In the middle of a pandemic that hit New York hard, Frieze returns to the city with an in-person art fair, aggressively pursuing making money.
After the White House installed a controversial metal fence around its perimeter, Black Lives Matter protestors transformed the fence into a messaging board and a spontaneous art show.
Focusing on a handful of Gazan experiences, Home Away From Home examines how people construct familiar spaces for themselves within distant landscapes and is on view at Aperture.
Originally conceived as a video monument project, Still Life is a book that juxtaposes the Roboski families with the Turkish government’s war on terror.
Ahmed Mater: Mecca Journeys at the Brooklyn Museum is an exhibition that examines the confrontation between the authentic and imagined Mecca, and of pilgrims with the tourism industry.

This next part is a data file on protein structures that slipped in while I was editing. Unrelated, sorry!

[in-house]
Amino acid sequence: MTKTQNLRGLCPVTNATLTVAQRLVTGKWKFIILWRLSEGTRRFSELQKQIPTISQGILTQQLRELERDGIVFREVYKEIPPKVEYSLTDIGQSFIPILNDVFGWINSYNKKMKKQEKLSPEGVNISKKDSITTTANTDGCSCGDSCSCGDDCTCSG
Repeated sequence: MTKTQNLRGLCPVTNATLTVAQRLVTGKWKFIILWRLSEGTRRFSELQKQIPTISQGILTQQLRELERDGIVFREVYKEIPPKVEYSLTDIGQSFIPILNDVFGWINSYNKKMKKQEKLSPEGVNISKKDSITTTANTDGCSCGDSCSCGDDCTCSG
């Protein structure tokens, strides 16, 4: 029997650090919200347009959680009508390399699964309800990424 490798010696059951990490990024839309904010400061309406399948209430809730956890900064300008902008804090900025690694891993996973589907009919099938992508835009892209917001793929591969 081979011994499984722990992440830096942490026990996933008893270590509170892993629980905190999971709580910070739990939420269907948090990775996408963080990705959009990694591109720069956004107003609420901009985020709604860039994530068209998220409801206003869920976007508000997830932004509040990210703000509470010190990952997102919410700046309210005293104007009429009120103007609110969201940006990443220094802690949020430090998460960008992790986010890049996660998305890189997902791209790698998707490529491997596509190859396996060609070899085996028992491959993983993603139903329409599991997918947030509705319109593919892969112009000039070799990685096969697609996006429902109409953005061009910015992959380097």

Erdoğan’s book Control depicts an imaginary night out in Gazi, one of the most dangerous districts of Istanbul, commonly viewed as an autonomous zone of underground activity.
In MoMA’s Unfinished Conversations, artists around the world engage with today’s political struggles while exposing their personal, cultural, and historical roots.
If you haven’t heard of cli-fi yet, you are not alone; however, you have probably either read or watched some already.
An exhibition at the Interference Archive creates the feeling of wandering around an old curiosity shop where the stock is radical politics.
At least among the current neoliberal order’s dissidents, More’s imagination continue to inspire, 500 years after he shared it with the world.